Some overtime work is unavoidable. Officers need to make off-duty court appearances, complete arrests late in their shifts, fill in to cover absences or assist with crowd control. But the extra hours aren’t usually distributed evenly among the entire workforce. News reports frequently single out individual officers who’ve accumulated staggering amounts of overtime, sometimes more than doubling their salaries.
Overtime restrictions that do exist are often lenient -- some departments allow 18 work hours over a 24-hour period. Many don’t even monitor overtime at all. Amendola of the Police Foundation recommends that law enforcement agencies limit officers to no more than 14 hours per day and mandate rest periods between long shifts. “The policies are generally about what unions want or what agencies want, but it’s not based on science,” she says. Another recommendation from a National Institute of Justice-funded study calls for agencies to incorporate officers’ input into shift scheduling. Older officers in particular have been found to be less fatigued when they’re able to choose their own shifts.
Off-duty employment can take a further toll on officers, but most police departments don’t track basic information about that either, says Seth Stoughton, a University of South Carolina law professor and former police officer who recently surveyed departments’ practices. Most departments permit police to work for private employers in a law enforcement capacity, which provides them additional income at a rate often exceeding what they’re paid as public employees. Half the local departments Stoughton reviewed, though, lacked any limits on how many hours officers could work on- and off-duty. And of those with policies, few restricted officers to less than 16 hours a day. “It’s very easy for agencies to underestimate the risk of officers working long hours,” Stoughton says.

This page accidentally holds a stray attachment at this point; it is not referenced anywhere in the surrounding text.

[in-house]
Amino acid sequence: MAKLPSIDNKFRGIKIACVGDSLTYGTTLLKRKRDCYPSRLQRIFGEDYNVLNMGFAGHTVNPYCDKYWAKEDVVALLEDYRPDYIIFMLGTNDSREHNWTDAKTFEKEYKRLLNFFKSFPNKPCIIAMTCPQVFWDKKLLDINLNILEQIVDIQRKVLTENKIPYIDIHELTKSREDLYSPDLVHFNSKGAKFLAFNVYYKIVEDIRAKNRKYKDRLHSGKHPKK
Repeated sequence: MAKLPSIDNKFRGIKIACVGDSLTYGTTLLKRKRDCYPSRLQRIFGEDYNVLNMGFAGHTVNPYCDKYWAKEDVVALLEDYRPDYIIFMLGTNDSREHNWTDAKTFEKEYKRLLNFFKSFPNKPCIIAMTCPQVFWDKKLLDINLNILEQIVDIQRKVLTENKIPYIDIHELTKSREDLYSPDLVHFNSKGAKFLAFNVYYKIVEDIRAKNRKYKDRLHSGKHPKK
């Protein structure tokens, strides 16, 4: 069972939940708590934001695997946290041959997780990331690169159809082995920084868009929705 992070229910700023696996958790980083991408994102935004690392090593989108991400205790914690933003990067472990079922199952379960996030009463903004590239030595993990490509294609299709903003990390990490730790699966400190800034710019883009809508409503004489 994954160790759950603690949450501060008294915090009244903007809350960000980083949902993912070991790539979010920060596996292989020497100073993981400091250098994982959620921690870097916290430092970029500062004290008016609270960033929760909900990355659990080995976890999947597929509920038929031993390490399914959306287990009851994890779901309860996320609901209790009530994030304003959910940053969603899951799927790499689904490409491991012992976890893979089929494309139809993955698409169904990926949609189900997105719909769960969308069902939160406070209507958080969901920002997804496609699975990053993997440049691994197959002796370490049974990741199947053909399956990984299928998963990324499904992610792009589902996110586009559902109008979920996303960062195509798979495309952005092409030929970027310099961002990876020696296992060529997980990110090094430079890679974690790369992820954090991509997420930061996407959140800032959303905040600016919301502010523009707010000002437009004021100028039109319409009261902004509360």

There are no state or federal mandates regarding police work length, and police associations mostly haven’t adopted model policies. Part of that likely stems from different needs and capabilities of departments, as smaller ones with fewer officers may find it more difficult to fill shift absences without imposing significant overtime. In any case, unions generally oppose restrictions on hours worked. (The Fraternal Order of Police did not respond to requests for comment on this issue.)
Dangers are especially apparent for cops working graveyard shifts. A few years ago, in Henderson, Nev., police officers crashed their patrol cars in three separate overnight accidents during a relatively short period. That prompted Wade Seekatz, now a captain with the department, to explore potential solutions. The result was four quiet rooms scattered around the city, outfitted with hand-me-down recliners from the fire department, where officers are permitted to nap on their lunch breaks. (They are required to keep their cellphones turned on.)
“We expect officers to come to work rested and prepared,” Seekatz says. “But there are those times outside of our control when they hit a wall.” The rooms afford officers some privacy and may prevent the kind of adverse publicity that the Richmond, Ind., police department saw earlier this year when photos of a pair of officers sleeping in their cruiser went viral on social media. “If you have a 24-hour operation, then you have officers who are sleeping on duty,” Seekatz says. “They’re human beings.”